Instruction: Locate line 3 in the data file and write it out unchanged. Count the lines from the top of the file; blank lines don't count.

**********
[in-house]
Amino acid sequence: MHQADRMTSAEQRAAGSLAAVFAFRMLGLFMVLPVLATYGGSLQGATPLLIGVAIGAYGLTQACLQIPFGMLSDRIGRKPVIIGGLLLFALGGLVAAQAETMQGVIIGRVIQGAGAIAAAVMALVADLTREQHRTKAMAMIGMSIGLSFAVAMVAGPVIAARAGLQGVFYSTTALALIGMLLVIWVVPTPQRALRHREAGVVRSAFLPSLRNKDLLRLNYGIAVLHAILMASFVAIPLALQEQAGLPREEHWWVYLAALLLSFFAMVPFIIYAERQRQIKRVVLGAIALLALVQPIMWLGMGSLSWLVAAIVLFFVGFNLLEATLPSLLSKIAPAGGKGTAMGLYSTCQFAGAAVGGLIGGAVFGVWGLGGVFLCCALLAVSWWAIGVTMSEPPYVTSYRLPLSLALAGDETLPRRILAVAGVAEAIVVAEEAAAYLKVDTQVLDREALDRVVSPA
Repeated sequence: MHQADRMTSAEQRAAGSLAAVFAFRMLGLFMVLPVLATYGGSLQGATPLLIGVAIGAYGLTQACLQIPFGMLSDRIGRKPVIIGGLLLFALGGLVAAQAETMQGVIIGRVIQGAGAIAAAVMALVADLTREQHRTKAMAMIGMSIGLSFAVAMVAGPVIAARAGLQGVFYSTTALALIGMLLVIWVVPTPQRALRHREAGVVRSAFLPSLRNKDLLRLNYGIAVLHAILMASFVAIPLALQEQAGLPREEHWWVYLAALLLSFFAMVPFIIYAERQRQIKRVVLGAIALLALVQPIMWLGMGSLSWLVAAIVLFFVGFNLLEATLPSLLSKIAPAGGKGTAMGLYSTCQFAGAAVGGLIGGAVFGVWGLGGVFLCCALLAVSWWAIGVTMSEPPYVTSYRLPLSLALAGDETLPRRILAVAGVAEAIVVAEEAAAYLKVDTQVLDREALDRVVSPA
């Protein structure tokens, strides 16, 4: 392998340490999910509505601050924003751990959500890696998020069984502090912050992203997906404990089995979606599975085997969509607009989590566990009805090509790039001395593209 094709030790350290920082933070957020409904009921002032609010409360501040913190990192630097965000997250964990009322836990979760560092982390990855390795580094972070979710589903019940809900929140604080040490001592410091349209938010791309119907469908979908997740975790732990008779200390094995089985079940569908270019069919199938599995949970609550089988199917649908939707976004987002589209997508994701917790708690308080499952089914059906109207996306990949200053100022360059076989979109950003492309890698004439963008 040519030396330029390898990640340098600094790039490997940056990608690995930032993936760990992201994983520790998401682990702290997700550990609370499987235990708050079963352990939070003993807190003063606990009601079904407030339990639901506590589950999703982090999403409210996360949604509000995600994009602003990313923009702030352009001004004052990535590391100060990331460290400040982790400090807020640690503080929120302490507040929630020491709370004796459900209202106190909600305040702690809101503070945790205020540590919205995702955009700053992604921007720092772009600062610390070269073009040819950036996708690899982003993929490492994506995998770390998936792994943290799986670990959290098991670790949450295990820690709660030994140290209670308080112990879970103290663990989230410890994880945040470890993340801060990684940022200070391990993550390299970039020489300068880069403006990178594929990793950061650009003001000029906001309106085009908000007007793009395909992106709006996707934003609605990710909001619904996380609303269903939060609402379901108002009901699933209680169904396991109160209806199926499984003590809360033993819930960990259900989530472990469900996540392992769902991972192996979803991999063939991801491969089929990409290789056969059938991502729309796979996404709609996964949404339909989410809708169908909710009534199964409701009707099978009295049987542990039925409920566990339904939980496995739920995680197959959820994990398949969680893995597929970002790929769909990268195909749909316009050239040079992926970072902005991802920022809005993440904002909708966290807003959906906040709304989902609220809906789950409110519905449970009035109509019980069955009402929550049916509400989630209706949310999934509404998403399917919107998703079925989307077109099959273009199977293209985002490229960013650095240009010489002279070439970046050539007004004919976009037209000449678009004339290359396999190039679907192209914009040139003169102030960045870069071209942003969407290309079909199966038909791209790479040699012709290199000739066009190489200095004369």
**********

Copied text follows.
Repeated sequence: MHQADRMTSAEQRAAGSLAAVFAFRMLGLFMVLPVLATYGGSLQGATPLLIGVAIGAYGLTQACLQIPFGMLSDRIGRKPVIIGGLLLFALGGLVAAQAETMQGVIIGRVIQGAGAIAAAVMALVADLTREQHRTKAMAMIGMSIGLSFAVAMVAGPVIAARAGLQGVFYSTTALALIGMLLVIWVVPTPQRALRHREAGVVRSAFLPSLRNKDLLRLNYGIAVLHAILMASFVAIPLALQEQAGLPREEHWWVYLAALLLSFFAMVPFIIYAERQRQIKRVVLGAIALLALVQPIMWLGMGSLSWLVAAIVLFFVGFNLLEATLPSLLSKIAPAGGKGTAMGLYSTCQFAGAAVGGLIGGAVFGVWGLGGVFLCCALLAVSWWAIGVTMSEPPYVTSYRLPLSLALAGDETLPRRILAVAGVAEAIVVAEEAAAYLKVDTQVLDREALDRVVSPA